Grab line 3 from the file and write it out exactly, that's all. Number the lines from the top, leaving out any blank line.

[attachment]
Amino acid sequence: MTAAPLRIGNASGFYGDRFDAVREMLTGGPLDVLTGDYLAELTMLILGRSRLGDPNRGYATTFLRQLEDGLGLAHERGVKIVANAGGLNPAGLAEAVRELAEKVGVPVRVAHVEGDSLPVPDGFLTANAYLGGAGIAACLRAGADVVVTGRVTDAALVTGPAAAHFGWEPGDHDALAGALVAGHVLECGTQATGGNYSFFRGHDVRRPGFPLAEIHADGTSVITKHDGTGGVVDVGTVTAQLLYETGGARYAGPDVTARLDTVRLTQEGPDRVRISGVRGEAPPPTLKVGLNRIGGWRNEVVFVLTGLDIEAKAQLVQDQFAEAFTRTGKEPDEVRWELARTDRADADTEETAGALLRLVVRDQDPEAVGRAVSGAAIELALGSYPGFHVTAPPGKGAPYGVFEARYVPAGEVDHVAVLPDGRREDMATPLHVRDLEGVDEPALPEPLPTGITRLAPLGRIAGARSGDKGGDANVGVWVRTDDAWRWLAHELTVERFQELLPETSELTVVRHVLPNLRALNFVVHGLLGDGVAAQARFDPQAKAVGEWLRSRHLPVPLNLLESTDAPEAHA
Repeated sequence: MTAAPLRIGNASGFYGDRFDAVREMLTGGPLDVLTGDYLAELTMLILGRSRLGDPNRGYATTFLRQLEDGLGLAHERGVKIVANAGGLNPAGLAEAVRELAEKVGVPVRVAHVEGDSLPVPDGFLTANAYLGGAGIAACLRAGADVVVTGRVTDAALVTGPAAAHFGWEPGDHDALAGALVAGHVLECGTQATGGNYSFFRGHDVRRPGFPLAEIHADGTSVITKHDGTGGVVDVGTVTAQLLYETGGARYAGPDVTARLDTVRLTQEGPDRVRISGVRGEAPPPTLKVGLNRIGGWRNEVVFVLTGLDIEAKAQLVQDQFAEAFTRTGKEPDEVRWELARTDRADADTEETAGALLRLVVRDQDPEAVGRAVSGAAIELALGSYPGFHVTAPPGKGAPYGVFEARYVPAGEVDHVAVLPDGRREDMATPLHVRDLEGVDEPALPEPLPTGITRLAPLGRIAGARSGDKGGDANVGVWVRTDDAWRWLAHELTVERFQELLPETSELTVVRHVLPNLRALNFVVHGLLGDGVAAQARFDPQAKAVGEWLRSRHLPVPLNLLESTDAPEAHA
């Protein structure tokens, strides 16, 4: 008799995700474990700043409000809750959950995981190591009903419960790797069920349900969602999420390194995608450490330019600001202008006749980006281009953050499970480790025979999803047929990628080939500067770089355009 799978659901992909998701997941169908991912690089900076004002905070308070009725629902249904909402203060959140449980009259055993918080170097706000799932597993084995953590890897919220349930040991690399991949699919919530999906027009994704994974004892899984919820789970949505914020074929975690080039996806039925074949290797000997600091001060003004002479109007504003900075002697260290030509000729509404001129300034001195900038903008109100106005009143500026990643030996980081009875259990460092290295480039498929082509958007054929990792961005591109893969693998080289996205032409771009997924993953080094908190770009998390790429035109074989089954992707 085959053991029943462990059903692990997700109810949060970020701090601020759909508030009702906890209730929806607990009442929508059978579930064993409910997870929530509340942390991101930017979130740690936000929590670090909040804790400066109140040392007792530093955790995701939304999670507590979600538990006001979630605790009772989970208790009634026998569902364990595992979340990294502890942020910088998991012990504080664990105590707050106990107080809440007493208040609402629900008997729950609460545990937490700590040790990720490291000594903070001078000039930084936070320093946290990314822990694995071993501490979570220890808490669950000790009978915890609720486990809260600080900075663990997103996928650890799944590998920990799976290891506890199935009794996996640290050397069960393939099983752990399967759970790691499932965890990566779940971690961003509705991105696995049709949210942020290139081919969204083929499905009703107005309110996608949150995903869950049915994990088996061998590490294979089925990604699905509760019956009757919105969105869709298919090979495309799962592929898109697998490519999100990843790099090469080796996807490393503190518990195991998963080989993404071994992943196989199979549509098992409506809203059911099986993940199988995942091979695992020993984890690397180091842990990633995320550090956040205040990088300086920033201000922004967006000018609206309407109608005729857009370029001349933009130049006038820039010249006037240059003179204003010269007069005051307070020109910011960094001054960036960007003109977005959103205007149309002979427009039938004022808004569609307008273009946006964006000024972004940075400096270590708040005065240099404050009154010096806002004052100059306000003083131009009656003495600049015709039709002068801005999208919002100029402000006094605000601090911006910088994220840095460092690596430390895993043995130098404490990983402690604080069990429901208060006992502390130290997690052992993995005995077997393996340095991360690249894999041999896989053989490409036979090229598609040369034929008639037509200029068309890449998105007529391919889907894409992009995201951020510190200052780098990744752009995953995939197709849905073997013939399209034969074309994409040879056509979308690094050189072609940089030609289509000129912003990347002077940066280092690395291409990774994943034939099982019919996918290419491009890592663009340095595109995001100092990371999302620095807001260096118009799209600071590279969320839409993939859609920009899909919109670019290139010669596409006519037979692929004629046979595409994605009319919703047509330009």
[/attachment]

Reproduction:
């Protein structure tokens, strides 16, 4: 008799995700474990700043409000809750959950995981190591009903419960790797069920349900969602999420390194995608450490330019600001202008006749980006281009953050499970480790025979999803047929990628080939500067770089355009 799978659901992909998701997941169908991912690089900076004002905070308070009725629902249904909402203060959140449980009259055993918080170097706000799932597993084995953590890897919220349930040991690399991949699919919530999906027009994704994974004892899984919820789970949505914020074929975690080039996806039925074949290797000997600091001060003004002479109007504003900075002697260290030509000729509404001129300034001195900038903008109100106005009143500026990643030996980081009875259990460092290295480039498929082509958007054929990792961005591109893969693998080289996205032409771009997924993953080094908190770009998390790429035109074989089954992707 085959053991029943462990059903692990997700109810949060970020701090601020759909508030009702906890209730929806607990009442929508059978579930064993409910997870929530509340942390991101930017979130740690936000929590670090909040804790400066109140040392007792530093955790995701939304999670507590979600538990006001979630605790009772989970208790009634026998569902364990595992979340990294502890942020910088998991012990504080664990105590707050106990107080809440007493208040609402629900008997729950609460545990937490700590040790990720490291000594903070001078000039930084936070320093946290990314822990694995071993501490979570220890808490669950000790009978915890609720486990809260600080900075663990997103996928650890799944590998920990799976290891506890199935009794996996640290050397069960393939099983752990399967759970790691499932965890990566779940971690961003509705991105696995049709949210942020290139081919969204083929499905009703107005309110996608949150995903869950049915994990088996061998590490294979089925990604699905509760019956009757919105969105869709298919090979495309799962592929898109697998490519999100990843790099090469080796996807490393503190518990195991998963080989993404071994992943196989199979549509098992409506809203059911099986993940199988995942091979695992020993984890690397180091842990990633995320550090956040205040990088300086920033201000922004967006000018609206309407109608005729857009370029001349933009130049006038820039010249006037240059003179204003010269007069005051307070020109910011960094001054960036960007003109977005959103205007149309002979427009039938004022808004569609307008273009946006964006000024972004940075400096270590708040005065240099404050009154010096806002004052100059306000003083131009009656003495600049015709039709002068801005999208919002100029402000006094605000601090911006910088994220840095460092690596430390895993043995130098404490990983402690604080069990429901208060006992502390130290997690052992993995005995077997393996340095991360690249894999041999896989053989490409036979090229598609040369034929008639037509200029068309890449998105007529391919889907894409992009995201951020510190200052780098990744752009995953995939197709849905073997013939399209034969074309994409040879056509979308690094050189072609940089030609289509000129912003990347002077940066280092690395291409990774994943034939099982019919996918290419491009890592663009340095595109995001100092990371999302620095807001260096118009799209600071590279969320839409993939859609920009899909919109670019290139010669596409006519037979692929004629046979595409994605009319919703047509330009």